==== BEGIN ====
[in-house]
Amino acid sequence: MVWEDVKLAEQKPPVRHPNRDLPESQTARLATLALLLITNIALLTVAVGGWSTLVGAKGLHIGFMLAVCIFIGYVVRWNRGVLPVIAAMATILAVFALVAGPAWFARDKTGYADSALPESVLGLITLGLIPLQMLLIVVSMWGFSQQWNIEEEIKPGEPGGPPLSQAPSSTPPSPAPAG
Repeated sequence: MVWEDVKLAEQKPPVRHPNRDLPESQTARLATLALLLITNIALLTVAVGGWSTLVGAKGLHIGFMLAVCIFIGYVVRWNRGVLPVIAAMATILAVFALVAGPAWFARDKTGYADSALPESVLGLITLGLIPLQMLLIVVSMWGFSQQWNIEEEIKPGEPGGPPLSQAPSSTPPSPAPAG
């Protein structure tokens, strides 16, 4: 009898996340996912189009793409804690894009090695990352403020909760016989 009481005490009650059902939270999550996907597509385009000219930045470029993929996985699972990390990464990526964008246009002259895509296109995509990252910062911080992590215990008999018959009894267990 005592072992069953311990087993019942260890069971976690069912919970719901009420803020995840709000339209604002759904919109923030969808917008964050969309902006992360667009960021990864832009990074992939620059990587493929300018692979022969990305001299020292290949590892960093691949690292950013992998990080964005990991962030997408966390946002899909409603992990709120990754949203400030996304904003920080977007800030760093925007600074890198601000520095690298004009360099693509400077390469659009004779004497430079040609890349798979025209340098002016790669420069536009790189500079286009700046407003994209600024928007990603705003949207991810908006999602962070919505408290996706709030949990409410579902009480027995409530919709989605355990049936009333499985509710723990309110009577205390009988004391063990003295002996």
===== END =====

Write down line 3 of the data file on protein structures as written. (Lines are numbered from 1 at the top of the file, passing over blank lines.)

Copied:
Repeated sequence: MVWEDVKLAEQKPPVRHPNRDLPESQTARLATLALLLITNIALLTVAVGGWSTLVGAKGLHIGFMLAVCIFIGYVVRWNRGVLPVIAAMATILAVFALVAGPAWFARDKTGYADSALPESVLGLITLGLIPLQMLLIVVSMWGFSQQWNIEEEIKPGEPGGPPLSQAPSSTPPSPAPAG